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South Korea’s new pedestrian lights allow people to keep eyes glued to phones

South Korea’s new pedestrian lights, which are designed to help people whose eyes remain glued to their phones as they walk, are drawing divided opinions. A viral TikTok, which apparently features the country’s capital, Seoul, shows how the city has come up with new LED lights, which change color from red to green in order to indicate that it is safe to cross.

A Much-Needed and Cool Innovation, Or a Push towards Carelessness?

The clip, which has been shared by TikTok user @naturalkorean, the streets have been installed “on the floor” (pavement), so that people can check them while continuing to stare at their phones, without the need to even lift their heads up. The video has already amassed over two million views on the platform.

While some say that the tactic is a simple one which can prove to be effective in preventing people from mindlessly walking right into traffic, many others have taken issue with the innovation. They seem to be miffed about the fact that the country has had to resort to such measures simply because people can’t get enough of their mobiles. One user has commented that it’s unbelievable how many care “about their devices more than their life.”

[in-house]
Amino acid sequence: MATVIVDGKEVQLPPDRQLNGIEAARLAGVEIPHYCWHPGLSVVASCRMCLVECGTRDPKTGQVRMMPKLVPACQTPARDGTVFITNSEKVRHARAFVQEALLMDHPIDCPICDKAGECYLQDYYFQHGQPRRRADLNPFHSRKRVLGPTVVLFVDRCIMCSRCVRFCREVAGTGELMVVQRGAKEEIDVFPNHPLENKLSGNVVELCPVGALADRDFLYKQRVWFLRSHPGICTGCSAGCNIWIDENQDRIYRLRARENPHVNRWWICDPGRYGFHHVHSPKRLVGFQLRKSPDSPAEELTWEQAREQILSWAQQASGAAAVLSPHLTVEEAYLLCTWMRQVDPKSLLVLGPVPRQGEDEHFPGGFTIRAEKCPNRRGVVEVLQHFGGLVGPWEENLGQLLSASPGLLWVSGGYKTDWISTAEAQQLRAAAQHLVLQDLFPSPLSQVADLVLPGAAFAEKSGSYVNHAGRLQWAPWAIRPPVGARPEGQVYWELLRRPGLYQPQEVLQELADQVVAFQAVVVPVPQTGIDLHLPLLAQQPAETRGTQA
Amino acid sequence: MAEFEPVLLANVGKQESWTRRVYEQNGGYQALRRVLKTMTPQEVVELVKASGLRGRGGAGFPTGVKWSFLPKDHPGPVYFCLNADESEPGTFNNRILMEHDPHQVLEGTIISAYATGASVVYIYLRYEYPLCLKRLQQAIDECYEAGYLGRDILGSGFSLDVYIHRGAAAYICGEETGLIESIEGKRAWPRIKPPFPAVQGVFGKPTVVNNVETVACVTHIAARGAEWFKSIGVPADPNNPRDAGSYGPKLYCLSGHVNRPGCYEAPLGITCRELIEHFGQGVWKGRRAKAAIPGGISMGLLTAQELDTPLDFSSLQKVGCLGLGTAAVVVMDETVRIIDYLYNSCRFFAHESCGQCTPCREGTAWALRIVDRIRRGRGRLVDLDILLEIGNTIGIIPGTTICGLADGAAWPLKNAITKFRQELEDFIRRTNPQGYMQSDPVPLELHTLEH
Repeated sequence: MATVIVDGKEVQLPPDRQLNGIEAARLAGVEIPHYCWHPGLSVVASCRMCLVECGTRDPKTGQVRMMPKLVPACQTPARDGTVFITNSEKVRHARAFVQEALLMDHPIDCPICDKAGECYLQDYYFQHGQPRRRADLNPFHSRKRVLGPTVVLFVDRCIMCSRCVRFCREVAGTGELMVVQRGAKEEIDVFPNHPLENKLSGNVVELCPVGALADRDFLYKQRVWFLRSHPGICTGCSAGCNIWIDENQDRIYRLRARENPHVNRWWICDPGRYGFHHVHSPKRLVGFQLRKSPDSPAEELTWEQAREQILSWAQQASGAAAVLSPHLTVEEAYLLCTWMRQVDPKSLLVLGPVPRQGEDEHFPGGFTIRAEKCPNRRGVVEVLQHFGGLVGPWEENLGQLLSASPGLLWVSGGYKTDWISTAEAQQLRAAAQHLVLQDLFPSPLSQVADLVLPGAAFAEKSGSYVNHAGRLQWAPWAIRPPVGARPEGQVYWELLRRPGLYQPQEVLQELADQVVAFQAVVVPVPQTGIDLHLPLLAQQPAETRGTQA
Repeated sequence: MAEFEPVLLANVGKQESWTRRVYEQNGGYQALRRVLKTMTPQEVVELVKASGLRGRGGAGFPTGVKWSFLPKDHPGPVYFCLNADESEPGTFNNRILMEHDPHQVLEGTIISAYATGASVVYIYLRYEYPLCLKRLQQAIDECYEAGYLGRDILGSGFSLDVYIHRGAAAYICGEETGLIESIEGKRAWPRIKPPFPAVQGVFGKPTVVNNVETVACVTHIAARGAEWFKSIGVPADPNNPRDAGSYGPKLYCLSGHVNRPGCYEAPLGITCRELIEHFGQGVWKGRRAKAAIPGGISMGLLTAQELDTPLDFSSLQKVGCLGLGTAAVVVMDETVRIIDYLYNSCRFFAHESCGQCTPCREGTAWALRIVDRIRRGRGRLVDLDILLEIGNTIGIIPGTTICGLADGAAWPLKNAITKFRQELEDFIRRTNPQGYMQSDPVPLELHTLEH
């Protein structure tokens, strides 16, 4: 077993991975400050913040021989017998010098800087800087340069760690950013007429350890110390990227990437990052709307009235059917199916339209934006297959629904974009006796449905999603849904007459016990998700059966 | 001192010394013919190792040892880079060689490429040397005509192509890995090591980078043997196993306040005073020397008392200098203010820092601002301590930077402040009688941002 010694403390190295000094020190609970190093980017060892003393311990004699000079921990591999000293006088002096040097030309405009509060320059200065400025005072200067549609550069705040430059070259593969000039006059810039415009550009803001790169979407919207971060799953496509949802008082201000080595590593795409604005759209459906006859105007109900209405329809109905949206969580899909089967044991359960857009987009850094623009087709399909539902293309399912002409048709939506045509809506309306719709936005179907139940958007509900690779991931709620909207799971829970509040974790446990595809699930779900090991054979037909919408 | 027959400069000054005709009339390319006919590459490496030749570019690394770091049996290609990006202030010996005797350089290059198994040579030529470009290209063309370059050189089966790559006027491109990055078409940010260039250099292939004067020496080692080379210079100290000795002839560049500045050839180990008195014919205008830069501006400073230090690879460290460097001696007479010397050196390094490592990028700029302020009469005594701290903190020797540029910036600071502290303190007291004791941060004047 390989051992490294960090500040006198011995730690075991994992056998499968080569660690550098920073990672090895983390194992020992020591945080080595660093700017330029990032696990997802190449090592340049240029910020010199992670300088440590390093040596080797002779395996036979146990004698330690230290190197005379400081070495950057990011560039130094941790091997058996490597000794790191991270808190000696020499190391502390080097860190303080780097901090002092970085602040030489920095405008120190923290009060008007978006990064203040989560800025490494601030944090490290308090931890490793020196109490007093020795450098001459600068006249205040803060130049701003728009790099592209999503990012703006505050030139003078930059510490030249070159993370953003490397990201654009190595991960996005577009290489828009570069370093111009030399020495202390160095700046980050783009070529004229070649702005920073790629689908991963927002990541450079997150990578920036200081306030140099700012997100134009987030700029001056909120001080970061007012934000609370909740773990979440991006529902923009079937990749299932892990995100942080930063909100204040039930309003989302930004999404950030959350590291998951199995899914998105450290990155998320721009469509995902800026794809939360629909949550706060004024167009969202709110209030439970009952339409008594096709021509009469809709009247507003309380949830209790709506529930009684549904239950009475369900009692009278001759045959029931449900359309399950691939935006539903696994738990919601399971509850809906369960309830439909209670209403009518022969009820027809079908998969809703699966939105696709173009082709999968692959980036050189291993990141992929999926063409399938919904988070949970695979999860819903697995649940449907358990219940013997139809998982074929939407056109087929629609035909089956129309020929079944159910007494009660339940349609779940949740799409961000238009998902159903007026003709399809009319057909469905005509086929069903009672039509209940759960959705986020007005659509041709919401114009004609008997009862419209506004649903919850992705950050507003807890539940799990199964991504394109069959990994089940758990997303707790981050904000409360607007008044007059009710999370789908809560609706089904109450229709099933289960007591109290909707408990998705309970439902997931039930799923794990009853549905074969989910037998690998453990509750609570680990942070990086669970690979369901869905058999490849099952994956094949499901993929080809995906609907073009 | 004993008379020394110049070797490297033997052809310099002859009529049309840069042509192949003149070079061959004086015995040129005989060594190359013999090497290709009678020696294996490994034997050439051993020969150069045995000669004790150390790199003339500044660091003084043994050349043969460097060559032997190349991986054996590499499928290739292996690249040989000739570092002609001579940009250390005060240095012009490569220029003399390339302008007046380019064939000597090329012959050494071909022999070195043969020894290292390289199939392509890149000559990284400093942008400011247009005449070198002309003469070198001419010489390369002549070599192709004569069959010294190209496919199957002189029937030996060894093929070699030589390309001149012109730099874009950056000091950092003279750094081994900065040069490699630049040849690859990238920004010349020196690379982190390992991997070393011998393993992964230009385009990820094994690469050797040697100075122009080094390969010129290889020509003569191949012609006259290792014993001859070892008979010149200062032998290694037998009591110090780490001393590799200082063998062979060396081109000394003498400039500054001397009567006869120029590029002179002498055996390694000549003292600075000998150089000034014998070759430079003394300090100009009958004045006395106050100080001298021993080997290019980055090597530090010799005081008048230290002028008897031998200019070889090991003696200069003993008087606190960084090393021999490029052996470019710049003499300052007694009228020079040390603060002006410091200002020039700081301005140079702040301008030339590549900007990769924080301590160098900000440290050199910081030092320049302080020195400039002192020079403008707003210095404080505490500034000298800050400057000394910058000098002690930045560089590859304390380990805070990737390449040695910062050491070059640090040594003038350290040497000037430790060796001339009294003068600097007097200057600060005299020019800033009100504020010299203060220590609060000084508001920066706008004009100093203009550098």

South Korea's new pedestrian lights allow people to keep eyes glued to phones

Image Credits: Korea Bizwire

Some have even lauded the move, while saying that it sets an example regarding the way “society should work.” Others have also admitted that the new pedestrian lights could actually prove to be useful, especially for people who cannot see well, and apparently, also for people who have social anxiety or are introverted.

Then there’s also those who are calling the South Korean government out for allegedly “normalizing” using phones while walking, claiming that the move is “not okay at all.” Still others find the whole scenario “cool but sad.”

A Necessary Move to Prevent Accidents

News outlet E&T has cited Korea Institute of Civil Engineering and Building Technology’s Kim Jong-Jong-hoon, who has said that these lights (which have been dubbed “zombie lights”) are key to tackling the growing number of smombie (smartphone zombie) accidents that are occurring at pedestrian crossings. He’s not wrong, as pedestrian accidents actually are quite a problematic issue in South Korea.

From the 218 road traffic accidents that occurred in the Asian country last year, 115 involved the deaths of pedestrians. In 2018 as well, there were a total of 247 deaths from such accidents, while in 2014, there were some 399 such incidents.



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